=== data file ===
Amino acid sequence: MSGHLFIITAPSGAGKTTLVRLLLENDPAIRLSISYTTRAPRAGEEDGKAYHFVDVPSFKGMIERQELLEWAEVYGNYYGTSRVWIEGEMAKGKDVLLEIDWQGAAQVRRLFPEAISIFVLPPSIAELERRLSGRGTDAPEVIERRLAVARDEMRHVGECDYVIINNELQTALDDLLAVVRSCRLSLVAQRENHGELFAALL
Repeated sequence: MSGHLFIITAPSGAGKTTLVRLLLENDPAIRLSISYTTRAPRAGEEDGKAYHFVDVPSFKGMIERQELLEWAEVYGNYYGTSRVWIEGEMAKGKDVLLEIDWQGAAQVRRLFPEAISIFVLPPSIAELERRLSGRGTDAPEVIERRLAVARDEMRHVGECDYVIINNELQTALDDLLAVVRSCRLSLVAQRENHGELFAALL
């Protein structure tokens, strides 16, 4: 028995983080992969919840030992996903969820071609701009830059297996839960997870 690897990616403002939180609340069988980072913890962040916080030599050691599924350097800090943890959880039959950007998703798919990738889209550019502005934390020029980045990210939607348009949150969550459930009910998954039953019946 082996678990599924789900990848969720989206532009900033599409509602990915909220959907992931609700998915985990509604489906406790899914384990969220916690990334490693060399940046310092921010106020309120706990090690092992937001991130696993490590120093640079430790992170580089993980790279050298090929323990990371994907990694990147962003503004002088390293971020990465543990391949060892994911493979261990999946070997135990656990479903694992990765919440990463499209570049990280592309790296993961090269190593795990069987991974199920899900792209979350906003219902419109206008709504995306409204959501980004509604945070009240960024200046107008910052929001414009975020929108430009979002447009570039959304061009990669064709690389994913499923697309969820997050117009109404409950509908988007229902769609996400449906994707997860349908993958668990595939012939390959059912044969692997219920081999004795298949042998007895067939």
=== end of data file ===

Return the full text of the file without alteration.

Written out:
Amino acid sequence: MSGHLFIITAPSGAGKTTLVRLLLENDPAIRLSISYTTRAPRAGEEDGKAYHFVDVPSFKGMIERQELLEWAEVYGNYYGTSRVWIEGEMAKGKDVLLEIDWQGAAQVRRLFPEAISIFVLPPSIAELERRLSGRGTDAPEVIERRLAVARDEMRHVGECDYVIINNELQTALDDLLAVVRSCRLSLVAQRENHGELFAALL
Repeated sequence: MSGHLFIITAPSGAGKTTLVRLLLENDPAIRLSISYTTRAPRAGEEDGKAYHFVDVPSFKGMIERQELLEWAEVYGNYYGTSRVWIEGEMAKGKDVLLEIDWQGAAQVRRLFPEAISIFVLPPSIAELERRLSGRGTDAPEVIERRLAVARDEMRHVGECDYVIINNELQTALDDLLAVVRSCRLSLVAQRENHGELFAALL
């Protein structure tokens, strides 16, 4: 028995983080992969919840030992996903969820071609701009830059297996839960997870 690897990616403002939180609340069988980072913890962040916080030599050691599924350097800090943890959880039959950007998703798919990738889209550019502005934390020029980045990210939607348009949150969550459930009910998954039953019946 082996678990599924789900990848969720989206532009900033599409509602990915909220959907992931609700998915985990509604489906406790899914384990969220916690990334490693060399940046310092921010106020309120706990090690092992937001991130696993490590120093640079430790992170580089993980790279050298090929323990990371994907990694990147962003503004002088390293971020990465543990391949060892994911493979261990999946070997135990656990479903694992990765919440990463499209570049990280592309790296993961090269190593795990069987991974199920899900792209979350906003219902419109206008709504995306409204959501980004509604945070009240960024200046107008910052929001414009975020929108430009979002447009570039959304061009990669064709690389994913499923697309969820997050117009109404409950509908988007229902769609996400449906994707997860349908993958668990595939012939390959059912044969692997219920081999004795298949042998007895067939």